Could you loan me ten dollars but just give me five? That way you’ll owe me five, I’ll owe you five, and we’ll be even.
That old joke reminds Concord Chief Economist Diane Lim Rogers of a current policy issue: Whether to extend the Bush tax cuts. President Obama seeks an extension of the cuts for the middle class. But he does not want to extend the cuts for upper-bracket taxpayers, a stance that the administration describes as around $700 billion in deficit reduction over 10 years.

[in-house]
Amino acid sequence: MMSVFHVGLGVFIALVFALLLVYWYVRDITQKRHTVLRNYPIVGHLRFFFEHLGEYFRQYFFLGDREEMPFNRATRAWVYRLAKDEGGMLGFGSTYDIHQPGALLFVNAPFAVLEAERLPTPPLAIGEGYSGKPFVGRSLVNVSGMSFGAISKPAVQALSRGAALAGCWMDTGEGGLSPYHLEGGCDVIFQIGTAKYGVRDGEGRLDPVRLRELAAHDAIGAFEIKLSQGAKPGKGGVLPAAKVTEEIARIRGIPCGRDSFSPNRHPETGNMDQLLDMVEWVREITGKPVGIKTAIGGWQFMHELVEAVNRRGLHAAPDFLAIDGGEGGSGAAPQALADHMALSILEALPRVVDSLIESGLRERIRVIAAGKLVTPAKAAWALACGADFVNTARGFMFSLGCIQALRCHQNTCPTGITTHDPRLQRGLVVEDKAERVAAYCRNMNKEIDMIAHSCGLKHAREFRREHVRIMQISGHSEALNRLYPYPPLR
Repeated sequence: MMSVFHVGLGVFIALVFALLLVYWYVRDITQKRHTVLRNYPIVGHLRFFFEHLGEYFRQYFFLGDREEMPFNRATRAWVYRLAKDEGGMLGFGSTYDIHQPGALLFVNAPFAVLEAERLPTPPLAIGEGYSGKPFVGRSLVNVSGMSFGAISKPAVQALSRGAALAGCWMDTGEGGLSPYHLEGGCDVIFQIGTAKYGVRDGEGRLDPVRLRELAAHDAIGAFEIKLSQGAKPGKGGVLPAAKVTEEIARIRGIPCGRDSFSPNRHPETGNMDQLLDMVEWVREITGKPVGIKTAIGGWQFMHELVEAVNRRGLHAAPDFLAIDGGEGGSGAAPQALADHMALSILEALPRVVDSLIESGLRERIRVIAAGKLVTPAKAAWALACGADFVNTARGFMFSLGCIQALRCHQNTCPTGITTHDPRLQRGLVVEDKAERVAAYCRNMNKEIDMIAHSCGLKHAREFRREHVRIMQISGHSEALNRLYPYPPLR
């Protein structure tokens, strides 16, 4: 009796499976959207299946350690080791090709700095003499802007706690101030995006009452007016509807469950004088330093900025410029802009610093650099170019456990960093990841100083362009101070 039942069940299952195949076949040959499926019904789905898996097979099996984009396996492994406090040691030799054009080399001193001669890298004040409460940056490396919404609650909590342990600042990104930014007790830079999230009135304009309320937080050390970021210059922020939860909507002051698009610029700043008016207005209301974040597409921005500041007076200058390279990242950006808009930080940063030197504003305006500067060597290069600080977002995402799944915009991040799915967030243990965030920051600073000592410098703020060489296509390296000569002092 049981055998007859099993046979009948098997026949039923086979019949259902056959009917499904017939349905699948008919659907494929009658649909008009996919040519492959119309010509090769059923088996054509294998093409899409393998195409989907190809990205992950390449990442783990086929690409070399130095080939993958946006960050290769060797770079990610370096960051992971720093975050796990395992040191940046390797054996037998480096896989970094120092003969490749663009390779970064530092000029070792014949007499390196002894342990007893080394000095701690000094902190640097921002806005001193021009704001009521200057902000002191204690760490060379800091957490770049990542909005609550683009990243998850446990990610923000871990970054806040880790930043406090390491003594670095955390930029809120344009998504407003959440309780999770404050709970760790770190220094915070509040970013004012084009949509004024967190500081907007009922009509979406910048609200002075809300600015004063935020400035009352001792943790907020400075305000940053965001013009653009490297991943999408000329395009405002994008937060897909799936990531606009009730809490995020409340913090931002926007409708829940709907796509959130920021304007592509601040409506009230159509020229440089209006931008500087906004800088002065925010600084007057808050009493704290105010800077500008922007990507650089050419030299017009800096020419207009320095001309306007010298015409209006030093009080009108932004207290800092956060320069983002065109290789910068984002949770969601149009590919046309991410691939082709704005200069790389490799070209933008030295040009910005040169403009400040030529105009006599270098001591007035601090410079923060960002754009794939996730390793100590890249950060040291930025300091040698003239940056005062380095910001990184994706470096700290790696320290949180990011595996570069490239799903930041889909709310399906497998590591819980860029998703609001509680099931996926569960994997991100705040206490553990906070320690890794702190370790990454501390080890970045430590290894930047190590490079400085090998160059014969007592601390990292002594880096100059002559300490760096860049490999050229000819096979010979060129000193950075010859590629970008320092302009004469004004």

In a new blog post, Rogers challenges that terminology. Relative to current law, she says, the president’s plan for upper-bracket taxes would not reduce the deficit at all. Meanwhile, Congressional Budget Office figures show that extending the other parts of the Bush tax cuts would increase the deficit by $2 trillion over 10 years.
To bring federal deficits down to sustainable levels, Rogers argues, we need to pay for things as we go along. That includes paying for the extension of any policies that aren’t already continued under current law.